“It’s interesting that there’s never been another band like Gorillaz,” he adds, almost like a proud dad enthusing about his offspring. “I can say that hand on heart, without blowing my own trumpet, that no one else has ever done it.

But the weird by-product of Gorillaz is that it really changed pop music. Post-Demon Days (released in 2005), everyone started collaborating and now that IS pop music.

“Collaborating and following on the internet . . . if you don’t follow people, you don’t get followed, rule number one and all that. In 2005, Demon Days was the second biggest-selling record in the world which, back then, was really big.”

Damon pauses before giving a mischievous pay-off: “It wasn’t quite Adele but I will never be Adele . . . or ever work with her! (A reference to their failed and much talked about studio session.)

“I wasn’t put on this earth to be in competition with people like Ed Sheeran,” he continues. “It’s not possible — but good luck and fair play to them.”

Wind forward to 2017 and Humanz feels like a record for the here and now, though its creators aren’t taking a mass audience for granted.

“This record is about the human race and the way it’s in transition,” explains Damon.

“There’s even a word for it . . . transhumanism. It was originally called Transformer because Jamie and I really liked the idea of us mutating but my daughter, who has been the taste police for this record, brutally said, ‘That’s not cool’.

“I didn’t want an uncool name. I want to try and connect with my daughter’s generation. Jamie got a bit upset about that but then I came up with Humanz, which seemed to be a good progression.”

In reality, Humanz has entry points for teenagers and 70-year-olds. It’s great to hear the inimitable sound of elegant icon and reliably eccentric Grace Jones on Charger.

Damon says: “She’s 68 but you wouldn’t know. I mean, age is irrelevant to her. Look at Ken Dodd . . . he’s 89 and his recall is just insane, so quick. Anyway, Grace is a bit like Ken Dodd in that sense, so switched on and so full of life and spirit and gorgeous and funny.

“She’s very elusive as well but she finally turned up and because Grace is Grace, we had a brilliant night with her, recording her voice for four hours.

“It took a lot of editing but I really love that song. It comes at that point in the record where we needed to get supernatural power up and running.”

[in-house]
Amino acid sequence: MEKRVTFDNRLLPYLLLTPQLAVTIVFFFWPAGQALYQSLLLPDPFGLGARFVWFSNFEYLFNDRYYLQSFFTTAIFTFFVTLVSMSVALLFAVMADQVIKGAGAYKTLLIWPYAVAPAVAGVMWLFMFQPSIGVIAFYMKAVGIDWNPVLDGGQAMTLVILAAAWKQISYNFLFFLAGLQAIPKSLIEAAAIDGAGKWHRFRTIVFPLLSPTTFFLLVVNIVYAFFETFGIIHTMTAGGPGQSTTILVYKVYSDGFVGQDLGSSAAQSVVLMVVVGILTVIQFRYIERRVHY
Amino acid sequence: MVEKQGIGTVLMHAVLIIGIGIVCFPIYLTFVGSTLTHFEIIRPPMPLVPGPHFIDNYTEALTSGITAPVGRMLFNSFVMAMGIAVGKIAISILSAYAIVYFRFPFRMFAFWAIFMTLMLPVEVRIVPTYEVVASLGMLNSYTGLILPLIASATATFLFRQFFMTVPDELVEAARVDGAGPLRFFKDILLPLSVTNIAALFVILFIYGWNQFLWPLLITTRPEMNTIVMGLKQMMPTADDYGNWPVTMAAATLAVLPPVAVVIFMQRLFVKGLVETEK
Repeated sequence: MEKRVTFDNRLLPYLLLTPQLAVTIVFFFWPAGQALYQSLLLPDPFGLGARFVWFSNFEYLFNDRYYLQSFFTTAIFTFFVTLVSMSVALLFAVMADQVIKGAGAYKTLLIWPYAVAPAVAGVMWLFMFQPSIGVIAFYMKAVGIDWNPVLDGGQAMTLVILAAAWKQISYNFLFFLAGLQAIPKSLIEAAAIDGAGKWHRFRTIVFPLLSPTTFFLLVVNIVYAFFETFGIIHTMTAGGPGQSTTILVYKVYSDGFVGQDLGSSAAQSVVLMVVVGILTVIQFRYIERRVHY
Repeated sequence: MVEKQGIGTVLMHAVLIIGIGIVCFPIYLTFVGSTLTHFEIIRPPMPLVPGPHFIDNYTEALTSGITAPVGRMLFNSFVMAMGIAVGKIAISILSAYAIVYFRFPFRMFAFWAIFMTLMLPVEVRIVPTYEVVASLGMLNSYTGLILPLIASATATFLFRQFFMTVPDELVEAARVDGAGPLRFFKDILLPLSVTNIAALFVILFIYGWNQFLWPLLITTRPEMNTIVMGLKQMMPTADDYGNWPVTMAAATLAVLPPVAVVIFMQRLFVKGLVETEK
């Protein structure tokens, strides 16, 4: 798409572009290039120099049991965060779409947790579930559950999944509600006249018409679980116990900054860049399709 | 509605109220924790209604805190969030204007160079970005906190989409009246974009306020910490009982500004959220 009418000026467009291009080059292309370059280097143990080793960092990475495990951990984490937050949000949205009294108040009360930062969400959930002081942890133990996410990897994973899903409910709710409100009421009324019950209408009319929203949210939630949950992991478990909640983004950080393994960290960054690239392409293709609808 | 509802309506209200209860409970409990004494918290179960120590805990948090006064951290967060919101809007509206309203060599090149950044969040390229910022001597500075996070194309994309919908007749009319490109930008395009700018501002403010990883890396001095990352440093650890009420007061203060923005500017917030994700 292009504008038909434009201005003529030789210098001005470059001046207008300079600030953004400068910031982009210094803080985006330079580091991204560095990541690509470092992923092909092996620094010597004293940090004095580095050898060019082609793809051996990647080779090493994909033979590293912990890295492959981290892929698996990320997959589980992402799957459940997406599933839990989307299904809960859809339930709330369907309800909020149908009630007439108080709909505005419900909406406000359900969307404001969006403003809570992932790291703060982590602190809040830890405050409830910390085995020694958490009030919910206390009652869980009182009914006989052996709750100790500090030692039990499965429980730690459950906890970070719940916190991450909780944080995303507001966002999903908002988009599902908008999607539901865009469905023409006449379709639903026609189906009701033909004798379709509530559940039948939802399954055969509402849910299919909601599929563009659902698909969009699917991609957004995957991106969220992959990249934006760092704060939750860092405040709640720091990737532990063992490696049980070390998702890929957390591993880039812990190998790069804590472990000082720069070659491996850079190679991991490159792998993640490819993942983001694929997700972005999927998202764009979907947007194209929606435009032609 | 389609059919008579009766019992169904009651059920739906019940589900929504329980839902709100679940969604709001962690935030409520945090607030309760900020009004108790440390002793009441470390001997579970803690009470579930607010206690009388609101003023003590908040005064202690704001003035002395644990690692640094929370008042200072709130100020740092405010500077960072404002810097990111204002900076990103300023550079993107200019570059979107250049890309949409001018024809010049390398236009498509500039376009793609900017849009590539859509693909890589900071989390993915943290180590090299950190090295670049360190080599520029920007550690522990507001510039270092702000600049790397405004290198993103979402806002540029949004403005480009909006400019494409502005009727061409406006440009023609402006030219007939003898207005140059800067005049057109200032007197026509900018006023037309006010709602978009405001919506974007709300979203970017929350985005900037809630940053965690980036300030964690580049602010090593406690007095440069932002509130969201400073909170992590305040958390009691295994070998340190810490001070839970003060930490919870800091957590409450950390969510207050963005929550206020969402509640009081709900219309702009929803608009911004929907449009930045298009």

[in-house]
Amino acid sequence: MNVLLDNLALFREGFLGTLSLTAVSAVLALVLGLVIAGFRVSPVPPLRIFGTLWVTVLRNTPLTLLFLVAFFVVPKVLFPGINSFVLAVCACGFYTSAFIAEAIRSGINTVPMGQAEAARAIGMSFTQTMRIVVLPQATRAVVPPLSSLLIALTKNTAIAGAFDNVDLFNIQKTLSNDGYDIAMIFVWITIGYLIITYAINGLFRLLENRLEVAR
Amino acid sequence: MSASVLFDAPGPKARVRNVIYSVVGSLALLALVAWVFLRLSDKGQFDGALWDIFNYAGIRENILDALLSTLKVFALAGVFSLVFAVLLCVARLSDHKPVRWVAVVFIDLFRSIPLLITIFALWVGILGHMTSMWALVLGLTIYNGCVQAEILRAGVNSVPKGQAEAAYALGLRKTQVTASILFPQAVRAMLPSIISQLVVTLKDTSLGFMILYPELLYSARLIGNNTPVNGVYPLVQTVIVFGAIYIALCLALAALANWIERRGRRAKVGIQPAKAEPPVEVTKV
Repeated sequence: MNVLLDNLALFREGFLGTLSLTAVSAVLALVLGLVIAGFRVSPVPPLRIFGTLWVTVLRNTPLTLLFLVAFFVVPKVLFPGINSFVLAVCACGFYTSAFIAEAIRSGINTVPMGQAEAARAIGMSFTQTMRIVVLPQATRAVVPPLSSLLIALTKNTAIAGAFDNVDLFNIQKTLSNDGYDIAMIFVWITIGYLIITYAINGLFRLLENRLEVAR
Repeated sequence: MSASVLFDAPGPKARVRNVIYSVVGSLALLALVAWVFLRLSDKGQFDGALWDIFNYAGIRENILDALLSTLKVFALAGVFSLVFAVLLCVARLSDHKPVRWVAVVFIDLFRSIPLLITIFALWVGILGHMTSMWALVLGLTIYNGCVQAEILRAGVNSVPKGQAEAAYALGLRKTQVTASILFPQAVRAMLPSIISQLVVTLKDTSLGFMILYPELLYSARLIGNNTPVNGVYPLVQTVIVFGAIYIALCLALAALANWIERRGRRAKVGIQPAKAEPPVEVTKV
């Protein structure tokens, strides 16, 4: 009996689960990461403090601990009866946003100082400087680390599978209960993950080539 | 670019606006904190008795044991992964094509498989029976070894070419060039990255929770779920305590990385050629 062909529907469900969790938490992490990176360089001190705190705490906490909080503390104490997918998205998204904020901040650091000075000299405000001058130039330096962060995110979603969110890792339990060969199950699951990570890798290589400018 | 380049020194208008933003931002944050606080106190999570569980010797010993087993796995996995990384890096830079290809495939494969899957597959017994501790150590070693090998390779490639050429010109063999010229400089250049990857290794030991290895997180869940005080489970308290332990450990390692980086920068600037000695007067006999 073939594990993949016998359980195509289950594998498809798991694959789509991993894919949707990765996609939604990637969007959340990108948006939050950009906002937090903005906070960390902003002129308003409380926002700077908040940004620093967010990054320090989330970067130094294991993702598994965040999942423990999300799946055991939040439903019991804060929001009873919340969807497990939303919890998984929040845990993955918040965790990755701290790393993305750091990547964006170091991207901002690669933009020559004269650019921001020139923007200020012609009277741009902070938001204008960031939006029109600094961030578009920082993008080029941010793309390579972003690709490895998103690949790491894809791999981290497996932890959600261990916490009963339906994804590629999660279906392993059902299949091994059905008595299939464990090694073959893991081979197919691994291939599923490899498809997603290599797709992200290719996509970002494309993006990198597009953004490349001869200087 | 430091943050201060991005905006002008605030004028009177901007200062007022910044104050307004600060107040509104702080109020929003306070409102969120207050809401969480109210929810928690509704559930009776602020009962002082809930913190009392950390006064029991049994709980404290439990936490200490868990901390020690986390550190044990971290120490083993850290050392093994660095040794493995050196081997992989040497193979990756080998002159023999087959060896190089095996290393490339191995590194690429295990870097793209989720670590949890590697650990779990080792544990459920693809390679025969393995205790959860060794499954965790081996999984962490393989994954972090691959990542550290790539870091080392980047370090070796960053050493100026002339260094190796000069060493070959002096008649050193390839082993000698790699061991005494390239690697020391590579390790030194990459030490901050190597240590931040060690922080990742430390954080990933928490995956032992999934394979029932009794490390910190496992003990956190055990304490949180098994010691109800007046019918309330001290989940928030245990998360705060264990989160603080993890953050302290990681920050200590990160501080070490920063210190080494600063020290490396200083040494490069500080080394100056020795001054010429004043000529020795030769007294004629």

As we go through the tracks, Damon reels off a host of fascinating anecdotes.

He recalls travelling through the night by train from New York to Chicago through quaint Amish country (remember the Harrison Ford film Witness?) before working with gospel queen Mavis Staples.

“Mavis was a revelation, just a wonderful, incredible woman,” enthuses Damon.

“She told me one story that really struck me.

“When she was only 16 and lead singer in The Staple Singers, she was also their designated driver, so after a concert she would drive them all to the next venue.”

Diversion over, we go back to Humanz, notable for spoken-word interludes provided by the wonderfully sinister voice of actor Ben Mendelsohn, recently seen in Star Wars flick Rogue One and as the wayward brother Danny in Netflix thriller Bloodline.

Damon reveals: “He gave me one of Danny’s T-shirts, which I’ve worn in yoga ever since.

“It turns out me and Ben were from the same egg essentially. We did two very late nights of just recording his voice.

“I’ve got maybe five hours’ worth of Ben talking madness.

“We imagined him as an insane late-night American disc jockey talking some very dark stuff.”

One song, Strobelite, featuring multi-talented Peven Everett, comes with a story that goes back to Damon’s youth and his first forays into music.

He says of the strobe in question: “It was given to me by my dad and he’d had it since he helped do the light show for Pink Floyd at the UFO Club in the Sixties. Almost the first proper rave.

“So I had this strobe and I had my first synthesiser, a Transcendent 2000, and I had my mirror and I used to jam along to 12-inches by people like The Human League.

“Thank goodness I wasn’t epileptic because I was really strobing. I don’t know what it did to my brain.

“There were no drugs back then, just my strobe light, and I probably hadn’t even had a drink by then.”

Finally, we come full circle to where we started.

“Trump as president didn’t exist when we imagined this. He’s a manifestation of our deepest fears,” insists Damon. “At some point, we thought maybe we should stop making this record because it’s all coming true, literally!

“I got loads of texts from people who’d worked on the record kind of going, ‘Oh s**t, you were right!’ when he won.”

But more importantly, Damon believes he’s been party to a great pop record.

“This record stands a lot of plays and it gets better and better and better.  And in a world where the album is supposed to be dead, it’s a good thing.”

Now it’s up to the rest of us Humanz to agree with him.